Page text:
- Sending a pre-adverse action notice, which includes a copy of the background check results and the document A Summary of Your Rights Under the Fair Credit Reporting Act
- Waiting long enough (typically five business days) for the candidate to respond to inaccuracies or provide more detail
- Sending a final adverse action notice that includes information about the company that ran the background check, an explanation that the background check information resulted in the decision not to hire, and the candidate’s right to dispute the information.
UPS claims that it did follow the adverse action steps. And it asked the court to throw out the suit.
The company says the adverse action mistake – if it had occurred, which UPS isn’t admitting – is just a “bare violation” of the statute. No real harm done, because the plaintiff isn’t claiming that any of the information in the report was inaccurate.
Anyone who has ever had a job offer yanked back without explanation might disagree with the no concrete injury claim.
How the court will decide remains to be seen.
3. Understand New Ban-The-Box Laws
Los Angeles’ ban-the-box law took effect in January – and turned heads around the country. One of the strictest recently enacted, LA’s fair-hiring law requires that private employers with more than 10 employees tread carefully when it comes to job candidates’ criminal records.
The LA law bans questions about criminal history from job applications (and interviews). In fact, background checks and questions about criminal history can only take place after a conditional employment offer.
But it strictly mandates how to respond if a criminal record turns up. To comply, employers must conduct written assessments of the nature of the offense, the time since it occurred, and the nature of the position sought.
A SHRM article earlier this year pointed out that many new ban-the-box laws contain provisions tougher than or different from federal laws, particularly the FCRA.
That doesn’t mean you’re off the hook for federal compliance, though. In fact, you may need to figure out how to comply with both your local or state law and the federal statute – even if they conflict.
Sound like an impossible task? It’s certainly not easy. But this step-by-step decision guide, from GoodHire’s own FCRA Attorney and Analyst Elizabeth McLean, can help you sort out your options.
With ban-the-box laws in place in more than half the states and more than 150 cities and counties, it’s worth spending a few minutes pinpointing your compliance requirements.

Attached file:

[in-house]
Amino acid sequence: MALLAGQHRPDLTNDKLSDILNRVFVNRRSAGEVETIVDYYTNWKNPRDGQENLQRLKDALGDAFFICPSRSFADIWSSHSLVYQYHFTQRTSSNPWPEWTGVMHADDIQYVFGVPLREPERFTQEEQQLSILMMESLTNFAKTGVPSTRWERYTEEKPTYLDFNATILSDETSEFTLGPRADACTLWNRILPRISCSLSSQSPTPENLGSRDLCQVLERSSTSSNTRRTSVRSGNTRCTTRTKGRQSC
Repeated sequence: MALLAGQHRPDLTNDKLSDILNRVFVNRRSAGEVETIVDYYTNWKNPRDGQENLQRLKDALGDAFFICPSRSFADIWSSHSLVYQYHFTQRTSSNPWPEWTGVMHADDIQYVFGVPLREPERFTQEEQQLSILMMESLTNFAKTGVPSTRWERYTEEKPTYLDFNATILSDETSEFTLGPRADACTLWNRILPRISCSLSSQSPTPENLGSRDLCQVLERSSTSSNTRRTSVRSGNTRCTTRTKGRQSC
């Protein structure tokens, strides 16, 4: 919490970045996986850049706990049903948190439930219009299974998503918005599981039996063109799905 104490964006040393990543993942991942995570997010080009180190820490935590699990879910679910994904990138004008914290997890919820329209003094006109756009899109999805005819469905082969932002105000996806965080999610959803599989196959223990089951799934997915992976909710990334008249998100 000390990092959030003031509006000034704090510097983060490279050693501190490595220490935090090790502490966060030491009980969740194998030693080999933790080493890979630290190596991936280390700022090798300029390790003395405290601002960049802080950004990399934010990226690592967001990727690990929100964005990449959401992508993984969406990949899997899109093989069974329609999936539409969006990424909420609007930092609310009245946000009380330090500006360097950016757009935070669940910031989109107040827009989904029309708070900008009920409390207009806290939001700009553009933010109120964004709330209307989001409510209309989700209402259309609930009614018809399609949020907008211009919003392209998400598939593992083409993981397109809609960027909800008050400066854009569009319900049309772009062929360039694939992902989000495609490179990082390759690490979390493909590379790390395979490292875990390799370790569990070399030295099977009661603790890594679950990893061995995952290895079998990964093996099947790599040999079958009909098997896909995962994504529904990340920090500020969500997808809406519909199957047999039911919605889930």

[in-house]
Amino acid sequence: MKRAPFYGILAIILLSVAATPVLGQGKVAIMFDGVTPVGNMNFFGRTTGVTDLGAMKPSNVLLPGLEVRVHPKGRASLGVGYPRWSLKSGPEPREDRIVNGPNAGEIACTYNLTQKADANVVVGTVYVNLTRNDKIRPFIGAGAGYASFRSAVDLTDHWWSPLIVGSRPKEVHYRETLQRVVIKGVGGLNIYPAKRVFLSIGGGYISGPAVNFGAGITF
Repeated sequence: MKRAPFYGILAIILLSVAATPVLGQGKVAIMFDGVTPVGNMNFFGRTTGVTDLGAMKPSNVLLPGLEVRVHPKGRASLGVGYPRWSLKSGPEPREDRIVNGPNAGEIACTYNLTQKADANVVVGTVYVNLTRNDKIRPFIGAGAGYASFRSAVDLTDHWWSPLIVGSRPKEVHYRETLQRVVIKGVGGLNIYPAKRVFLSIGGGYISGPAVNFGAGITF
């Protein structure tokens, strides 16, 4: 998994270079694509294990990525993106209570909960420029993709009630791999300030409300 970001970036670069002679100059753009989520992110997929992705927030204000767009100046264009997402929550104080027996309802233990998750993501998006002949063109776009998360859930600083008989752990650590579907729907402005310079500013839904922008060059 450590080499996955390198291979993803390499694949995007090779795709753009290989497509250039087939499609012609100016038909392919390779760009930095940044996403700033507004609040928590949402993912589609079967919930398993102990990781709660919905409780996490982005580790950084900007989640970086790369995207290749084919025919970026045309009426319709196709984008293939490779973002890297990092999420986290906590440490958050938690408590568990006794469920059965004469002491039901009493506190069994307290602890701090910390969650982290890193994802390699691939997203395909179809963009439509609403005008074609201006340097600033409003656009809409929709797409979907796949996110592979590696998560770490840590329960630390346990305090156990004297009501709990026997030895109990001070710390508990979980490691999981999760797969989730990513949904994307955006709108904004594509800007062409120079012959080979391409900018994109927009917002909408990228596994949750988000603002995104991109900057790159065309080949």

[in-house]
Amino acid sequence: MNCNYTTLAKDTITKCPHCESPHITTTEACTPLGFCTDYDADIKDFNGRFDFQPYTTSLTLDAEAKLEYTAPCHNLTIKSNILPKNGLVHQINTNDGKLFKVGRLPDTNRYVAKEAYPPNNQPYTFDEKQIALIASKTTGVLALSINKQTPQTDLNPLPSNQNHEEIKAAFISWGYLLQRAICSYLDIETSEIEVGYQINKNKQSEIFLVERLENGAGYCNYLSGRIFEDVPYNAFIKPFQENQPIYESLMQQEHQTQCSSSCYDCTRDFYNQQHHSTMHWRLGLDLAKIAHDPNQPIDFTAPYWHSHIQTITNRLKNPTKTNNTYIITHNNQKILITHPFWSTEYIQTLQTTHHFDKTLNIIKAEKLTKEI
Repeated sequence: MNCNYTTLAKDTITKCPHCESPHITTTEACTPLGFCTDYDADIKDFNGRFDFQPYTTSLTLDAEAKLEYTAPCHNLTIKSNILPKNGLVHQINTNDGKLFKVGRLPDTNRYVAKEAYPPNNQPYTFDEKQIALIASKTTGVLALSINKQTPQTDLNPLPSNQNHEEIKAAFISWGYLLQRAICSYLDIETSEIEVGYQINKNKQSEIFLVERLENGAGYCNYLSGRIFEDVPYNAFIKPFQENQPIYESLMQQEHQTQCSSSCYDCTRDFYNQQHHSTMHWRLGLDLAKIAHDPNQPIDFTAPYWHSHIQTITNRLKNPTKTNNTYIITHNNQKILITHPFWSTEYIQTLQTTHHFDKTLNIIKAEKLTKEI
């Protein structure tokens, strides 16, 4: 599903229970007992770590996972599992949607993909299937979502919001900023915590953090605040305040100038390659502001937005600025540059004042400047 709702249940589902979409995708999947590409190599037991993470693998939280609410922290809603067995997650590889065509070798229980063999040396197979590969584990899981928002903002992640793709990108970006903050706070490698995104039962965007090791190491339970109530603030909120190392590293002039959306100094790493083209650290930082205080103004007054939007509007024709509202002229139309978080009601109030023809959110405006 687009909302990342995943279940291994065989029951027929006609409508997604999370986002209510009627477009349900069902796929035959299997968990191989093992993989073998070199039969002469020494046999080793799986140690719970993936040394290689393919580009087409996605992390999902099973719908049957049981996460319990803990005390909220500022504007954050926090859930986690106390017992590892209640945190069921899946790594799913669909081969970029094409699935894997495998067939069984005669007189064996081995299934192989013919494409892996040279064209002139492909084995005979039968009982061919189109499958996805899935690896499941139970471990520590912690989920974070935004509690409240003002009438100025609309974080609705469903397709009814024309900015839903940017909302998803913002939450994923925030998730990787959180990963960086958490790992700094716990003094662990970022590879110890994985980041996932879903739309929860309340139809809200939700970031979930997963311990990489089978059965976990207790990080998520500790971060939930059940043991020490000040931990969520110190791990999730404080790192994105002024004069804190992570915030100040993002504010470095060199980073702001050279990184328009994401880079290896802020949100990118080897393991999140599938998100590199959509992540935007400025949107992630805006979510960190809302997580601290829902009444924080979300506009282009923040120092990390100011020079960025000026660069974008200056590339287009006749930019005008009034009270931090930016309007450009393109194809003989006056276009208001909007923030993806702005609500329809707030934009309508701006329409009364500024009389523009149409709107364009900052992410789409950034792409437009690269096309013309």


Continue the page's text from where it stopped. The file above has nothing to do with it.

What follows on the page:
4. Get to Know Individualized Assessment
If the nature-time-nature pattern spelled out in the Los Angeles ban-the-box law sounds familiar, you clearly know your EEOC guidance.
For years, the agency has pushed employers to avoid blanket bans on hiring people with criminal records. Blanket policies, the agency says, have a disparate impact on minorities due to their overrepresentation in our criminal justice system.
And disparate impact flies directly in the face of Title XII of the Civil Rights Act, which prohibits discrimination based on race, color, religion, sex and national origin.
What the EEOC suggests instead of a ban is an individual assessment of candidates with criminal records that takes into account – you’ve got it – the nature of the offense, the time since it occurred, and the nature of the position.
The guidance hit the books years ago. But it was just that – guidance. Employers who didn’t follow the guidance weren’t breaking the law. They simply opened themselves up to the risk of EEOC enforcement action.
The compliance picture looks a lot different today. At least 70 jurisdictions (including LA) have written individualized assessment requirements into their ban-the-box or fair hiring laws.
That means nature-time-nature should sound soon sound familiar to everyone who conducts or reviews employment screening.
Opportunities for Improvement
The resources provided here are for educational purposes only and do not constitute legal advice. We advise you to consult your own counsel if you have legal questions related to your specific practices and compliance with applicable laws.